lockThe holidays are an exciting time for most people and as we go gift shopping for family and friends, it is important to remember that cybercriminals and scammers are excited by the dangerous opportunities the holidays create. Fraud is more common than you might think; According to Fox Business, one in ten adult Americans were victims of fraud in 2011. Scammers are constantly creating new techniques to steal personal and financial information from their victims, but you can protect yourself against fraud by following these tips:

“Too Good Be True” Usually Is

Be wary of websites or emails offering the holiday season’s hottest toy or product at a discounted price. Often times, the offer is a link to malicious software designed to take advantage of online holiday shoppers desire to score the perfect gift. Some emails and websites even claim to offer popular or high price-tag gift items for free. If it seems too good to be true, trust your instincts.

Be Suspicious of “Emergencies”

You receive a call or email from someone claiming to be a representative of your bank, telling you there is an “emergency” issue with your credit card or bank account. The email or call directs you to a number or website where you are asked to enter personal information to confirm your identity. Once you enter your information, the scammers have everything they need to access your bank account and bleed it dry, either all at once or over time.

Sending out fraudulent emails of this type are often referred to as “phishing,” and the phone counterpart is often referred to as “vishing” or “voice phishing.” The FBI reports that account holders at one unnamed bank called the phone number they were told to, gave out their personal information, and had their bank accounts drained within 10 minutes of their calls. The best defense is to never give out personal information over the phone or internet because you feel pressured to do so. Call your banks customer service number posted on their official website or mailing documents, and not the number you are given in the email.

Only Use Secure Transactions

When shopping online, only use secure websites; you can recognize them by the “padlock” symbol next to the address tab in your browser. Additionally, shop on sites that have “https:” instead of “http:” before the site address, which indicates that this is a secure site. By only shopping at sites with valid security certificates, you can dramatically decrease the odds that you will be targeted for cybertheft.

Give To Charity Wisely

One of the lowliest of tactics scammers employ during the holidays is designed to take advantage of people giving spirit: operating bogus charities. Commonly operating as telemarketers, scam charities will claim to represent a group such as a Disaster Relief Fund and call asking for donations. Most of the time, the group they claim to work for doesn’t even exist, though they also often claim to be from larger organizations like the Red Cross.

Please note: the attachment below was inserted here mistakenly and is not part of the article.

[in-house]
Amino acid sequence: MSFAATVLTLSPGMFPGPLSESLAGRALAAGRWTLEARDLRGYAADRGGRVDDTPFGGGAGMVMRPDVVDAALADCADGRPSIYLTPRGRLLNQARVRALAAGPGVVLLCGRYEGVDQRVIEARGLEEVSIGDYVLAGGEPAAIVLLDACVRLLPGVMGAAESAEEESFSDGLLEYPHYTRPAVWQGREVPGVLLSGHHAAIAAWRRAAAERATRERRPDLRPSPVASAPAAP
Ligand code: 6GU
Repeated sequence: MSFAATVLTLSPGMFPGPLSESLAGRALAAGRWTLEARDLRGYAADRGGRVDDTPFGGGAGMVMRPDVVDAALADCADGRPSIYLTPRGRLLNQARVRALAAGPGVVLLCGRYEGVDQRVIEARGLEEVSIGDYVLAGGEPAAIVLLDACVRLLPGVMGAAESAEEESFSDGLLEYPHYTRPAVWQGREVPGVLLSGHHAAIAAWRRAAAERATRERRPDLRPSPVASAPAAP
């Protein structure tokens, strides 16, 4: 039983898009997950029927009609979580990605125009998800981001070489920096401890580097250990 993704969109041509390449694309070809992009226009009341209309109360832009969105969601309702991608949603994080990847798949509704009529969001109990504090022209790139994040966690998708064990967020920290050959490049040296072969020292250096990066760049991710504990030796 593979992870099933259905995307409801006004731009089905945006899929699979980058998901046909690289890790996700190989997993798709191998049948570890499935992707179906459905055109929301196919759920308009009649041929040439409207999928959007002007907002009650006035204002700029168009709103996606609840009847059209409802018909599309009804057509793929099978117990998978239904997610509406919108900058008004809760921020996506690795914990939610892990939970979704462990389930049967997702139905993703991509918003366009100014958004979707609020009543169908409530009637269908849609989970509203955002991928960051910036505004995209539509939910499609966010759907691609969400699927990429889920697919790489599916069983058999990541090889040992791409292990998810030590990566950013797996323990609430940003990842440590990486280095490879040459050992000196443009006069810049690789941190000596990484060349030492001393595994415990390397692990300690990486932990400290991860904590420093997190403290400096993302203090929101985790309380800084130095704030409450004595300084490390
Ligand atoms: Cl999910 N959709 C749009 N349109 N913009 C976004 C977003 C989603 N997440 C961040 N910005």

Don’t succumb to high-pressure charity pitches, no matter how hard a collector pushes. Giving on the spot right away is never a requirement of a real charity, and any authentic organization is happy to take tomorrow what you can’t or wont’ give today. Do your research before you give to make sure you are giving wisely.

Avoid Text “Gift Card” Offers

Gift card scams are prolific during the holidays. The target receives a text message informing them that they have won a gift card to a major retailer, such as Target or Best Buy. The message includes a PIN and link to a website where the victim is instructed to enter the PIN and their personal information to claim a hefty gift card. Typically, the personal information asked for is enough to steal your identity. Identity theft is on the rise, and the 2013 Fraud Report by Javelin Insights found that 2012 identity fraud incidents rose by more than one million victims and scammers were responsible for 21 billion dollars in damage.

To protect yourself from this scam, ignore any text offer that seems too good to be true – in fact, it’s safe to ignore any retail offer you receive via text. Some texts will say you can text “STOP” in response to cease receiving “offers,” but don’t be tempted. This is often a trick used by the scam artists to confirm that the number is an active one. Instead, forward the text to the number 7726, a common “SPAM” service number for many cellphone carriers to block future texts.

Contributor: Albert Miller